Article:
For her part, Herridge believes the government has not entirely come clean on al-Awlaki. During her investigation, she noted that the mere mention of his name to a government official can be a conversation killer. She questions why the FBI instructed customs agents to allow al-Awlaki to reenter the country in October 2002. The decision, she concludes, must have come from higher up. Why then, she muses, did the FBI want al-Awlaki in the country? She finds it odd that the decision to rescind his arrest warrant came the same day he returned to the country. Adding further suspicion is the fact that the U.S. Government has not released all of the intercepted emails between the Fort Hood killer and al-Awlaki.
As Herridge explains, through new media, offbeat loners can be self-radicalized and become dedicated terrorists. She characterized al-Awlaki as a “virtual recruiter” who almost never met his jihadists in person. In the final months of his life, al-Awlaki encouraged American jihadists to launch lone wolf attacks on their own initiatives. In addition to his propaganda, U.S. officials believed that al-Awlaki was involved in the operational planning of terrorist attacks. After his return to Yemen, he skillfully used his connections to expand his influence in the jihadist movement. Despite his U.S. citizenship, in the spring of 2010 he was placed on the Central Intelligence Agency kill-or-capture list. On September 30, 2011, two Predator drones fired Hellfire missiles at a vehicle carrying al-Awlaki and other suspected al Qaeda operatives as they traveled on a road in Yemen’s al-Jawf Province. Shortly thereafter, Yemen’s defense ministry announced that al-Awlaki was killed.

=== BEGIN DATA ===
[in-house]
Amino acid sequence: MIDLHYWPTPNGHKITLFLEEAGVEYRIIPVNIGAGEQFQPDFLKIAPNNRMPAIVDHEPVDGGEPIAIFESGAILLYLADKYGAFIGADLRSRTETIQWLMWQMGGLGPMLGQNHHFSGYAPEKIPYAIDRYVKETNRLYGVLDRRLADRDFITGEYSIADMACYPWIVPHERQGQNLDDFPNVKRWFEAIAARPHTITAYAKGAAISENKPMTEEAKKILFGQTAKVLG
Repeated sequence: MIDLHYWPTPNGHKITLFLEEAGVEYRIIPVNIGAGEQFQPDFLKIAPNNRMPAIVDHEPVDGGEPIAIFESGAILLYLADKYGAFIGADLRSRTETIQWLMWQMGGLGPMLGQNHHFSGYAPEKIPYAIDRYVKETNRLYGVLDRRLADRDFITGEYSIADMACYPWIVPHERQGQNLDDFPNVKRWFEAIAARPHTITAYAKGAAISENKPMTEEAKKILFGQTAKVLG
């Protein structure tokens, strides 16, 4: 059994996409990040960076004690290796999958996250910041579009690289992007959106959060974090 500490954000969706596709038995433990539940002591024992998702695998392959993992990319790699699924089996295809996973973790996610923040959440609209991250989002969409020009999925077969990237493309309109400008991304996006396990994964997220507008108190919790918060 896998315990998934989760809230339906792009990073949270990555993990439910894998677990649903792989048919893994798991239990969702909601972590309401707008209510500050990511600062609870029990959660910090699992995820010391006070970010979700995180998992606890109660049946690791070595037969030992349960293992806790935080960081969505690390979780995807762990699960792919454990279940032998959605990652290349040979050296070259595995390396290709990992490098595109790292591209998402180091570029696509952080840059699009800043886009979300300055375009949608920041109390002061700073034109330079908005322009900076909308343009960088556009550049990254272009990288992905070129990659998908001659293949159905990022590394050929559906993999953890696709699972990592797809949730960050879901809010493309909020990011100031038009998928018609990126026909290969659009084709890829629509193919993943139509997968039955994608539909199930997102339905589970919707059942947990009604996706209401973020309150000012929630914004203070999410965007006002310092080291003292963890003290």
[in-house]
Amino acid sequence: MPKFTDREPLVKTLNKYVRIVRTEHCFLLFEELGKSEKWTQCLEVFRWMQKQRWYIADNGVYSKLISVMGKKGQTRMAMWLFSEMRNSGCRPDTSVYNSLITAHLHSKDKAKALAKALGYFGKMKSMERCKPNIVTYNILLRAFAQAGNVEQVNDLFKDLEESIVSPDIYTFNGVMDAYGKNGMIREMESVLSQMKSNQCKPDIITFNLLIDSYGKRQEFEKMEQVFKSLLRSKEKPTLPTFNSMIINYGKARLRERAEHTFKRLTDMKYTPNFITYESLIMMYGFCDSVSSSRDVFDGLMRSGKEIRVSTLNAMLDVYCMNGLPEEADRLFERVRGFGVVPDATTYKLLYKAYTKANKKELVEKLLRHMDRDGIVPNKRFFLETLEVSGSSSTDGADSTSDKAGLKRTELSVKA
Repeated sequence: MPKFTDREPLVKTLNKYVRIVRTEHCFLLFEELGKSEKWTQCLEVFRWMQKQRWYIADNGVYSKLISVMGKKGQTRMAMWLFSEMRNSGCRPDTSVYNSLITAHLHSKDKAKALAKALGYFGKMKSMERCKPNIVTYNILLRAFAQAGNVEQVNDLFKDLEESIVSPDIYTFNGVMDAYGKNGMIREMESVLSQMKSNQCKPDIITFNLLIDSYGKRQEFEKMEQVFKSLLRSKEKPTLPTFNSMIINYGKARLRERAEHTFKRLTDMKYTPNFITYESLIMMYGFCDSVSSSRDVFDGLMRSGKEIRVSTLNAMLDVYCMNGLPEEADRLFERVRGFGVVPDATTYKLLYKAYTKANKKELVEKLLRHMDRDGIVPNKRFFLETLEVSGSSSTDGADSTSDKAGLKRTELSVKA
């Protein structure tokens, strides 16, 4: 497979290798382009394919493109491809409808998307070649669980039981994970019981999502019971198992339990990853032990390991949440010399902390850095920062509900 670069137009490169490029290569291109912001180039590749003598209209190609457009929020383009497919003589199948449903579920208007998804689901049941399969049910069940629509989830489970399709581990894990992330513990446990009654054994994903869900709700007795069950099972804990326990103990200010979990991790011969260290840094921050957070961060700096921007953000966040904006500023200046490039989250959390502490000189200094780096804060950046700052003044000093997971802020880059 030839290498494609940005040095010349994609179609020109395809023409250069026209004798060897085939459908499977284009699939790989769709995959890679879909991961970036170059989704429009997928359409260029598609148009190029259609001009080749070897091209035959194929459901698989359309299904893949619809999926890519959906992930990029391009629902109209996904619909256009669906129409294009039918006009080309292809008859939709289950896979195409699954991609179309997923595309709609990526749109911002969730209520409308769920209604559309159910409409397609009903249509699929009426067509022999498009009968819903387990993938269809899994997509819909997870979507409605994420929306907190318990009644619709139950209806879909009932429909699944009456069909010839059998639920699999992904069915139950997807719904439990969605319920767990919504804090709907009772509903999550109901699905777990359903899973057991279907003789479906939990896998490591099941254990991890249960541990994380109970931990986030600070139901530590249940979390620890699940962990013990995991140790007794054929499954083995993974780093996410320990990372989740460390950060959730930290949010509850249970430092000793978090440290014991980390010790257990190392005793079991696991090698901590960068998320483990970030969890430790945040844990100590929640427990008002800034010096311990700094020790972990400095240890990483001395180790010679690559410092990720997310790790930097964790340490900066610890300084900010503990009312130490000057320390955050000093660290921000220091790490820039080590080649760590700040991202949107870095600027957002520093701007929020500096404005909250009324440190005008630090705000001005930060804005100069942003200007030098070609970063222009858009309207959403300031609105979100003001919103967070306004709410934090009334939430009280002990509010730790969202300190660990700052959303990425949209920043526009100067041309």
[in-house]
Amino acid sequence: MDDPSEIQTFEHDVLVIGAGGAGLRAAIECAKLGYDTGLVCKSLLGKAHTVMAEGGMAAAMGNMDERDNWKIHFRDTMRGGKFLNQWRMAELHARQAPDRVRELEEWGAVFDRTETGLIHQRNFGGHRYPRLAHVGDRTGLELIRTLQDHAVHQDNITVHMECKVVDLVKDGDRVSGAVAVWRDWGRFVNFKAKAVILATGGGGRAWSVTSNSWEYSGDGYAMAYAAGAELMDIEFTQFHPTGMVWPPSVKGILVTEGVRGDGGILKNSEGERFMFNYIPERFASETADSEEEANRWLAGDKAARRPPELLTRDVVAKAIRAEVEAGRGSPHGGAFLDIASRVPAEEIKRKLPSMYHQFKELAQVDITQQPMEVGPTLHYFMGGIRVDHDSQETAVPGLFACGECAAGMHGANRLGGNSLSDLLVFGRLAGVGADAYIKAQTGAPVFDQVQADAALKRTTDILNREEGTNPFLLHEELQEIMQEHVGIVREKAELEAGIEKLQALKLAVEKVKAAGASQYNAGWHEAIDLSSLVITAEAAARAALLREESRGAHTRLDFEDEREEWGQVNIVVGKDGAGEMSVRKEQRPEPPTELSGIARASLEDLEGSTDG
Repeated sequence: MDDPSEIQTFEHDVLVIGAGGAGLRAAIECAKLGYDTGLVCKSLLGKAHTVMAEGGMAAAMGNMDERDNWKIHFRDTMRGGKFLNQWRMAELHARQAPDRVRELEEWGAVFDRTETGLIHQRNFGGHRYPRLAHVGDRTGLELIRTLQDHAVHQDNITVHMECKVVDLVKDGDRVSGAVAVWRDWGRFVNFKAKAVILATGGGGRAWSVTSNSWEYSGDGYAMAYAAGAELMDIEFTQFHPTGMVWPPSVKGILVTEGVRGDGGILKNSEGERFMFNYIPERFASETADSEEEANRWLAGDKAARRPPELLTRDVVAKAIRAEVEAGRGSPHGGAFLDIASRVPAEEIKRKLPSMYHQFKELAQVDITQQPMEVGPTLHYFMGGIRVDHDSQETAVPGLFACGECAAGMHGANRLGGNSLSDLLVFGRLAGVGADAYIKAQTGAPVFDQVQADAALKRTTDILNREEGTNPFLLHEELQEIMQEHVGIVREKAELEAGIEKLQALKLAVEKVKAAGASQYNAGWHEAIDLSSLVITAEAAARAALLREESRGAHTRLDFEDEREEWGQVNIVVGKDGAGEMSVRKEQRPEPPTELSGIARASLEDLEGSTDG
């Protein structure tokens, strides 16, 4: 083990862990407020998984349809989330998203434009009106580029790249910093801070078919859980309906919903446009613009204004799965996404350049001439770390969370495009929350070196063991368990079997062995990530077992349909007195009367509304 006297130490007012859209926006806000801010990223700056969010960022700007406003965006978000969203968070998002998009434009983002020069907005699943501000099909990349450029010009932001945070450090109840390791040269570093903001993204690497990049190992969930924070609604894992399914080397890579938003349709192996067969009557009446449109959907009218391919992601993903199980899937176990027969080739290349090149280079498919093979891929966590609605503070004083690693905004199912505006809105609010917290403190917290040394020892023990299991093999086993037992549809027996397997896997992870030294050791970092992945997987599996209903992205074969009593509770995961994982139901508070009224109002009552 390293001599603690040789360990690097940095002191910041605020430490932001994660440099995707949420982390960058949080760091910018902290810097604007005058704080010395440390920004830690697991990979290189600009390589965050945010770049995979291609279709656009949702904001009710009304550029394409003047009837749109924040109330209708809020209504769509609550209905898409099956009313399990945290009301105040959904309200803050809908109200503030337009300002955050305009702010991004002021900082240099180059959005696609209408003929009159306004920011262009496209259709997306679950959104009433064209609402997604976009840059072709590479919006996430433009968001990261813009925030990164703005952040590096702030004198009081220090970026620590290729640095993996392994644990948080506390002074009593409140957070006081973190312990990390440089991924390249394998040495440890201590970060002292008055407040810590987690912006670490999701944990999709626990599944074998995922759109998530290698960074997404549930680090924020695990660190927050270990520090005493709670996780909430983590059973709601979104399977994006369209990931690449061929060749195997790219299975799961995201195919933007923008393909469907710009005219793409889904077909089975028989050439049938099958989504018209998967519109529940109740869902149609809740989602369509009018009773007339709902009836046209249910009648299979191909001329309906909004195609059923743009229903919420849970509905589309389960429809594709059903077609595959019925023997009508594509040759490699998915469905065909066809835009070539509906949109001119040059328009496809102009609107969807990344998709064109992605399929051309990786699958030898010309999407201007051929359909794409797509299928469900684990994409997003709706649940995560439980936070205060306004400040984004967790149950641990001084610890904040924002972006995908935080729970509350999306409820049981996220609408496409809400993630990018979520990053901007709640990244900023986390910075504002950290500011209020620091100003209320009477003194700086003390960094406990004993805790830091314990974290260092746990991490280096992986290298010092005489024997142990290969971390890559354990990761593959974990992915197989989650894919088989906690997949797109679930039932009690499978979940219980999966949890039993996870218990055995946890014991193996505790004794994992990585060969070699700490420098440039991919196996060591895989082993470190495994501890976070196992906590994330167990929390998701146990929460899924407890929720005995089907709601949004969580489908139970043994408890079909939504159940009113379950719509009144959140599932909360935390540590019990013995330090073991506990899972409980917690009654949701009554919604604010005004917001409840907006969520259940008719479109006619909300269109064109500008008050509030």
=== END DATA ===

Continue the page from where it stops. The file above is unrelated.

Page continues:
Herridge’s book is interesting but leaves many questions about al-Awlaki unanswered. Moreover, she left out many important details about al-Awlaki’s activities after he left America, including his stay in England and his role in al Qaeda in the Arabian Peninsula while in Yemen. Surprisingly, Herridge made no mention of another prominent American jihadist, Adam Gadahn (also known as “Azzam the American”), arguably the most recognized American al Qaeda spokesman on the Internet. The young California native and convert to Islam is believed to be an important member of al Qaeda’s media committee—as Sahab—under whose direction the organization’s propaganda has become more sophisticated. In recent years, Gadahn has emerged as somewhat of an Internet celebrity on Web sites such as YouTube.
Still, Herridge provides an interesting journalistic study of the radicalization of American jihadists and their connections to their ideological brethren overseas. As such, it will be of interest to students of terrorism and political extremism. JFQ